Bushra walks us through how she runs her Sold Out launch — and she reminds us how important it is to capitalize on the energy and interest captured during any launch. While some people may be ready for a higher investment product like Sold Out Launch with a $2,000 price tag, she always offers Persuasion Hacks Lab as a down-sell.

If you have an upcoming launch, do as Bushra does and offer a lower price point product to anyone who doesn’t buy your main launch offering. So much energy and money goes into a launch — so capitalize on it.

Why selling budget programs sets you up for failure

When you’re only selling budget, you are setting yourself up for failure to scale beyond a certain point, because there are people out there who want more support, more transformational experiences, more time with you, more coaching, more things, and you’re not letting them do it.

— Bushra Azhar

Finding the pricing model that works for you and your business is incredibly important to a sustainable business model. Bushra is passionate about a sustainable and profitable sales process. Part of that is understanding who you want to work with and what they want from you.

While some people may only need what she calls a 20% solution, there are countless more who want a higher touch service that you aren’t providing by selling only budget solutions. How can you revamp your existing products to meet the needs of customers who need more from you? How can you restructure your products to meet the needs of customers who need less?

Listen to the full episode to hear even more from Bushra on the products she uses to take customers from Dread to Dream, exactly what her promotional strategy for 2018 looks like, and how she runs her Facebook ads to “seduce” prospects.

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Growing A Coaching Business Using Books with Your Kickass Life Founder Andrea Owen

Growing A Coaching Business Using Books with Your Kickass Life Founder Andrea Owen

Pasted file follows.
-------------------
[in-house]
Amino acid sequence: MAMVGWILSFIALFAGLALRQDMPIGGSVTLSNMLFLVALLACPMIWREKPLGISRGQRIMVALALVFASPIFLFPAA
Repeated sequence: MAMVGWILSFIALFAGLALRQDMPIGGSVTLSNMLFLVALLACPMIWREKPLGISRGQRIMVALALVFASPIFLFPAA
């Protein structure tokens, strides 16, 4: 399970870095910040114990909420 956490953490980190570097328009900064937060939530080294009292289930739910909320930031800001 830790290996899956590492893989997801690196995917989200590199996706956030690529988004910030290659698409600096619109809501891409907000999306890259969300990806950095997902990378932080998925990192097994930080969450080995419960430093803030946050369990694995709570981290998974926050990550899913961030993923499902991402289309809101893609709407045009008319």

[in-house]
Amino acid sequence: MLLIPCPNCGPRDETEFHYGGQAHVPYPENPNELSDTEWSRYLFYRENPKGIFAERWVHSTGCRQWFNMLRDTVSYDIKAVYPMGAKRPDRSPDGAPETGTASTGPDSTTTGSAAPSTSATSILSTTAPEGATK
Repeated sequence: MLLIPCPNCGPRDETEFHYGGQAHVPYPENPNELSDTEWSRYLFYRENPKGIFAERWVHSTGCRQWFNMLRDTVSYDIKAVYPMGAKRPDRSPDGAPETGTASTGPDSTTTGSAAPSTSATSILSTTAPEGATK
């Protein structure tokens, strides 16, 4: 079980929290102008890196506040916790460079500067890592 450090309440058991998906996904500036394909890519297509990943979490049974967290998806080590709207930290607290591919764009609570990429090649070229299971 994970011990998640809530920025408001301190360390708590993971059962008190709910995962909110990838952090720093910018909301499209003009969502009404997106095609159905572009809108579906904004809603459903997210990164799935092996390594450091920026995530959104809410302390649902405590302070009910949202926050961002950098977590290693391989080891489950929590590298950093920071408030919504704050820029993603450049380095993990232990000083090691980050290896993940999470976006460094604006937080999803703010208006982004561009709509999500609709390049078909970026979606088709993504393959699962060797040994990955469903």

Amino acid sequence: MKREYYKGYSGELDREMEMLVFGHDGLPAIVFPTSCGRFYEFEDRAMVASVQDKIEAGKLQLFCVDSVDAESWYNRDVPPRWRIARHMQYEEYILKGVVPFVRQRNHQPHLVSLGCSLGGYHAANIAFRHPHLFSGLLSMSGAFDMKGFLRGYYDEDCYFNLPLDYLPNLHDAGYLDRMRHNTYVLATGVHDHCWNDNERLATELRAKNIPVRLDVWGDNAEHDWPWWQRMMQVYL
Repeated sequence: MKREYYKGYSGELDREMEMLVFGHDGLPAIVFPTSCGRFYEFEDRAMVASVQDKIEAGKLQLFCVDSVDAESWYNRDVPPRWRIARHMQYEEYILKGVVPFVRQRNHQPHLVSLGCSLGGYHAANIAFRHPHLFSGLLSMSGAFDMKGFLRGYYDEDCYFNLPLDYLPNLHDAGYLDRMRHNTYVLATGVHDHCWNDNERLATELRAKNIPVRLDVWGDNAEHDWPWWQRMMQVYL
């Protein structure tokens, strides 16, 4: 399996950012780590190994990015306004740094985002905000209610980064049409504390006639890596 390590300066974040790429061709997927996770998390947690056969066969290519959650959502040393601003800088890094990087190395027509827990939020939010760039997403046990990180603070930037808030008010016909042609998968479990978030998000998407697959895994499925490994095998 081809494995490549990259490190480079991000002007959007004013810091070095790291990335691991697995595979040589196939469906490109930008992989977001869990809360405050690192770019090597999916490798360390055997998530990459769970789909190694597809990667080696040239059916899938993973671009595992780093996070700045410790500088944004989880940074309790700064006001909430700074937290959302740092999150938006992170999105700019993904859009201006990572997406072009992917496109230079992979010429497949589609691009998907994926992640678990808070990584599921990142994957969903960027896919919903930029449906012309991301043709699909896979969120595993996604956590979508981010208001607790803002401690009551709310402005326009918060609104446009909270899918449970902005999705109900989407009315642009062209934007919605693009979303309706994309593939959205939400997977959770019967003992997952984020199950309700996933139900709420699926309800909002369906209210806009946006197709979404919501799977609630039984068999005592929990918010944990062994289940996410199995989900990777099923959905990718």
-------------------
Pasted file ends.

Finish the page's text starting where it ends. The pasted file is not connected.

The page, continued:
The Nitty Gritty:

  • Why Andrea titled her second book How To Stop Feeling Like Shit, plus what workarounds she used to promote the book on Facebook.
  • How she planned for and used podcast interviews to promote HTSFLS — and why she recommends them for promoting a book.
  • How she set up her sales funnel and email segmentation strategy for book #2.
  • What challenges Andrea faced during her first book’s launch — and what she specifically changed for the second book’s launch.

Today on Profit. Power. Pursuit., I chat with Andrea Owen, life coach, podcaster, and author of 52 Ways To Live A Kick Ass Life, and most recently, How To Stop Feeling Like Shit.

Andrea sat down with me for a quick interview where we dive into how marketing her second book differed from the first, the journey (and challenges) she faced while writing her manuscript, and what she’s working on next.

We release new episodes of Profit. Power. Pursuit every week. Subscribe on iTunes so you never miss an episode.

On working with — and embracing — success

I knew this book was going to be bigger. I knew that the publisher was going to ask more of me — and I needed to ask more from myself on a mental and emotional level. I really had to call myself out on it: just naming it, doing my own work, and leaning on my support system.

— Andrea Owen

An idea that comes up frequently when talking with Andrea is our rising above our upper limit. It’s the voice that dictates how successful and happy we can be. One step past that limit? The mind wants to self-sabotage. Andrea knows her upper limit well — but she’s learned how to outwit it.

It’s safe to say that most entrepreneurs face their upper limit at least once in their journey (and probably much more.) So too did Andrea — but she used the success of her first book as an opportunity to rise to the occasion, tap into her community for strength, and keep pushing forward.

On marketing a book through podcast interviews

Statistics show that podcast hosts tend to have more loyalty than, say, Good Morning America or The Today Show. So we sat down with our team nine months out and we started the process. It was researching [podcasts] and reaching out to my colleagues. I even asked on my personal Facebook profile. I knew it was just going to be for a season. In total, when this is all done, I’ve easily done 75 interviews.

— Andrea Owen

Online marketing strategies are constantly changing — and as an entrepreneur, you need to keep a watchful eye on new trends and adapt to them for success. For her second book, Andrea and her team looked at what worked for the first book and what didn’t, then tweaked the plan.

Where they saw an opportunity? Podcast interviews. Out of everything she’s done to promote her new book, Andrea says podcasts work best. If you’re promoting a new book or program, add podcast interviews to your strategy.

And like Andrea, put the bulk of your energy there, and see what comes back.

Listen to the full episode with Andrea Owen to hear more about how she used podcasts to promote her new book, how she pushes back on self-sabotage, and what her sales funnel and email segmentation strategy looks like.